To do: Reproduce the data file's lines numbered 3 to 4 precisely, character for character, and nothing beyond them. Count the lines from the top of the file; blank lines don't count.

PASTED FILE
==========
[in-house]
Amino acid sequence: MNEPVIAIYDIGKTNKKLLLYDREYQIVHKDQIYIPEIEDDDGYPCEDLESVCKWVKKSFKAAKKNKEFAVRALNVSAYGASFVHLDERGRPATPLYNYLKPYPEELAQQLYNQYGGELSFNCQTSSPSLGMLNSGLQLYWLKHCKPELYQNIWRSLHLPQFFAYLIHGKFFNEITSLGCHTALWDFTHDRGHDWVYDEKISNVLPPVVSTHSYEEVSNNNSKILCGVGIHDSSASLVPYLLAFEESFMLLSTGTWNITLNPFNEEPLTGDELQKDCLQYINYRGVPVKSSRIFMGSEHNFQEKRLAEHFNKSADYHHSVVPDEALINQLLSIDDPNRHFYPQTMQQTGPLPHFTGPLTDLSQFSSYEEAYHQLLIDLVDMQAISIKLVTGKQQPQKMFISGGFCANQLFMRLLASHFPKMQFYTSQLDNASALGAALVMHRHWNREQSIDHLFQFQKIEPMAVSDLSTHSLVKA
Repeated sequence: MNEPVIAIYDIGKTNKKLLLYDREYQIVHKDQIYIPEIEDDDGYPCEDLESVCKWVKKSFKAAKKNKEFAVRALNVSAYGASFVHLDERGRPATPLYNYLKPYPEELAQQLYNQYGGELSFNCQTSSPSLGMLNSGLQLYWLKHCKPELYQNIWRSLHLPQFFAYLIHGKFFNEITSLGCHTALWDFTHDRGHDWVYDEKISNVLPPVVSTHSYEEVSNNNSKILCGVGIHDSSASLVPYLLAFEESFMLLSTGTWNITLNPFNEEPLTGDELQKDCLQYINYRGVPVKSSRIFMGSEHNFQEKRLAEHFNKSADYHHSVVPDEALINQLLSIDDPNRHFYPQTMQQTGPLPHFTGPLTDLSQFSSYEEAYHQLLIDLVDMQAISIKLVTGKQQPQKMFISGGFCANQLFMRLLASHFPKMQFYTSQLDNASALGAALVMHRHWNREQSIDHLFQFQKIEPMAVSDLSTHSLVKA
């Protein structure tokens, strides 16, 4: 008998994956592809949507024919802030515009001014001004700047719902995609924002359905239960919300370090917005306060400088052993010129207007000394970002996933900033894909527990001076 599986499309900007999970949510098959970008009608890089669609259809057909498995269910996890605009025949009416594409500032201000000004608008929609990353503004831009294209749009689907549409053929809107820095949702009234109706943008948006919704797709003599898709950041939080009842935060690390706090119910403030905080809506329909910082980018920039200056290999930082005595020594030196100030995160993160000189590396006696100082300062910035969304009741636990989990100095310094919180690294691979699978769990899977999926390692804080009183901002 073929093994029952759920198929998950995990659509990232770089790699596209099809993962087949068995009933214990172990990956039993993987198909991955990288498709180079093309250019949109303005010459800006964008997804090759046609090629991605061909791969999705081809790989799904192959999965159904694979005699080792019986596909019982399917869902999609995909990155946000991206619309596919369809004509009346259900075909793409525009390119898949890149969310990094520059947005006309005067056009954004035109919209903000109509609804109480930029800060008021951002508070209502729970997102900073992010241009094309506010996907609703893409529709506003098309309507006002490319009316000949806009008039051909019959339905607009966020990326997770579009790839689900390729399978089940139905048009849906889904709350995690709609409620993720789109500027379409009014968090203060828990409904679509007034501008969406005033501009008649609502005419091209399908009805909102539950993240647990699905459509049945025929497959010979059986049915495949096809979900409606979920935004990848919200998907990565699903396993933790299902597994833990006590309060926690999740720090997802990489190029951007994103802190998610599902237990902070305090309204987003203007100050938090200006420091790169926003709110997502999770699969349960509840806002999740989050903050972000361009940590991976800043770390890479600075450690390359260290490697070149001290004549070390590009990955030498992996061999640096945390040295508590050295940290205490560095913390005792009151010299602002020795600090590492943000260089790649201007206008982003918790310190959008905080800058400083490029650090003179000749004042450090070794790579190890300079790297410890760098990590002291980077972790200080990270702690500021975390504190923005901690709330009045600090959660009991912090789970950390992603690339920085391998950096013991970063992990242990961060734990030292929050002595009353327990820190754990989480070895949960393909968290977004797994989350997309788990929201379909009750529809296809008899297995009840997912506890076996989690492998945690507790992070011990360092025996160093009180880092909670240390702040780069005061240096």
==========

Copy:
Repeated sequence: MNEPVIAIYDIGKTNKKLLLYDREYQIVHKDQIYIPEIEDDDGYPCEDLESVCKWVKKSFKAAKKNKEFAVRALNVSAYGASFVHLDERGRPATPLYNYLKPYPEELAQQLYNQYGGELSFNCQTSSPSLGMLNSGLQLYWLKHCKPELYQNIWRSLHLPQFFAYLIHGKFFNEITSLGCHTALWDFTHDRGHDWVYDEKISNVLPPVVSTHSYEEVSNNNSKILCGVGIHDSSASLVPYLLAFEESFMLLSTGTWNITLNPFNEEPLTGDELQKDCLQYINYRGVPVKSSRIFMGSEHNFQEKRLAEHFNKSADYHHSVVPDEALINQLLSIDDPNRHFYPQTMQQTGPLPHFTGPLTDLSQFSSYEEAYHQLLIDLVDMQAISIKLVTGKQQPQKMFISGGFCANQLFMRLLASHFPKMQFYTSQLDNASALGAALVMHRHWNREQSIDHLFQFQKIEPMAVSDLSTHSLVKA
């Protein structure tokens, strides 16, 4: 008998994956592809949507024919802030515009001014001004700047719902995609924002359905239960919300370090917005306060400088052993010129207007000394970002996933900033894909527990001076 599986499309900007999970949510098959970008009608890089669609259809057909498995269910996890605009025949009416594409500032201000000004608008929609990353503004831009294209749009689907549409053929809107820095949702009234109706943008948006919704797709003599898709950041939080009842935060690390706090119910403030905080809506329909910082980018920039200056290999930082005595020594030196100030995160993160000189590396006696100082300062910035969304009741636990989990100095310094919180690294691979699978769990899977999926390692804080009183901002 073929093994029952759920198929998950995990659509990232770089790699596209099809993962087949068995009933214990172990990956039993993987198909991955990288498709180079093309250019949109303005010459800006964008997804090759046609090629991605061909791969999705081809790989799904192959999965159904694979005699080792019986596909019982399917869902999609995909990155946000991206619309596919369809004509009346259900075909793409525009390119898949890149969310990094520059947005006309005067056009954004035109919209903000109509609804109480930029800060008021951002508070209502729970997102900073992010241009094309506010996907609703893409529709506003098309309507006002490319009316000949806009008039051909019959339905607009966020990326997770579009790839689900390729399978089940139905048009849906889904709350995690709609409620993720789109500027379409009014968090203060828990409904679509007034501008969406005033501009008649609502005419091209399908009805909102539950993240647990699905459509049945025929497959010979059986049915495949096809979900409606979920935004990848919200998907990565699903396993933790299902597994833990006590309060926690999740720090997802990489190029951007994103802190998610599902237990902070305090309204987003203007100050938090200006420091790169926003709110997502999770699969349960509840806002999740989050903050972000361009940590991976800043770390890479600075450690390359260290490697070149001290004549070390590009990955030498992996061999640096945390040295508590050295940290205490560095913390005792009151010299602002020795600090590492943000260089790649201007206008982003918790310190959008905080800058400083490029650090003179000749004042450090070794790579190890300079790297410890760098990590002291980077972790200080990270702690500021975390504190923005901690709330009045600090959660009991912090789970950390992603690339920085391998950096013991970063992990242990961060734990030292929050002595009353327990820190754990989480070895949960393909968290977004797994989350997309788990929201379909009750529809296809008899297995009840997912506890076996989690492998945690507790992070011990360092025996160093009180880092909670240390702040780069005061240096």